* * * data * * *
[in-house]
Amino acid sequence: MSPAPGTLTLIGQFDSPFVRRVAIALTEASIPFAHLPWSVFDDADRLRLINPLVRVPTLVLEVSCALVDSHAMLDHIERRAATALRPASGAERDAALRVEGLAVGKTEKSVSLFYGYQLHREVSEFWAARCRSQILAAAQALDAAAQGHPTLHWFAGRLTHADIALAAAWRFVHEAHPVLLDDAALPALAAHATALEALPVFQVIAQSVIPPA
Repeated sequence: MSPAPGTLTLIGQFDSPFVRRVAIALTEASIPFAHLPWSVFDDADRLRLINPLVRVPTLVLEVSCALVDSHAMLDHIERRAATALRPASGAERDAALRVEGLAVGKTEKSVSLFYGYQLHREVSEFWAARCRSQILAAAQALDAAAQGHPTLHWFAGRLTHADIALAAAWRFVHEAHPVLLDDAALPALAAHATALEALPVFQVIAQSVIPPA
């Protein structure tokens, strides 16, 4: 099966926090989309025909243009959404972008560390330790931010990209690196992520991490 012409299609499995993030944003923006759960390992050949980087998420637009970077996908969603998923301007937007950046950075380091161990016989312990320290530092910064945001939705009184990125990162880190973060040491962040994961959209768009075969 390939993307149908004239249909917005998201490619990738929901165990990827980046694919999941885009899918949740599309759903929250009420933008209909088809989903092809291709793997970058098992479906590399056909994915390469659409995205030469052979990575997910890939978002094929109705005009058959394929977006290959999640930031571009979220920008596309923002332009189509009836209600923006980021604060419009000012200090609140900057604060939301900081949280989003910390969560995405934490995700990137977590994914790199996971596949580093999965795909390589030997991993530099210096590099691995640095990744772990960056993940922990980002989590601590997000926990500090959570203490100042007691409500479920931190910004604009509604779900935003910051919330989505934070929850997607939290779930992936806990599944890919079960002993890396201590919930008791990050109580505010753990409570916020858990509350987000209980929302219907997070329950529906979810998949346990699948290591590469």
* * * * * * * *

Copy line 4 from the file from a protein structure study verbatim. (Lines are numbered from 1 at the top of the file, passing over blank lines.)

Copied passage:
């Protein structure tokens, strides 16, 4: 099966926090989309025909243009959404972008560390330790931010990209690196992520991490 012409299609499995993030944003923006759960390992050949980087998420637009970077996908969603998923301007937007950046950075380091161990016989312990320290530092910064945001939705009184990125990162880190973060040491962040994961959209768009075969 390939993307149908004239249909917005998201490619990738929901165990990827980046694919999941885009899918949740599309759903929250009420933008209909088809989903092809291709793997970058098992479906590399056909994915390469659409995205030469052979990575997910890939978002094929109705005009058959394929977006290959999640930031571009979220920008596309923002332009189509009836209600923006980021604060419009000012200090609140900057604060939301900081949280989003910390969560995405934490995700990137977590994914790199996971596949580093999965795909390589030997991993530099210096590099691995640095990744772990960056993940922990980002989590601590997000926990500090959570203490100042007691409500479920931190910004604009509604779900935003910051919330989505934070929850997607939290779930992936806990599944890919079960002993890396201590919930008791990050109580505010753990409570916020858990509350987000209980929302219907997070329950529906979810998949346990699948290591590469």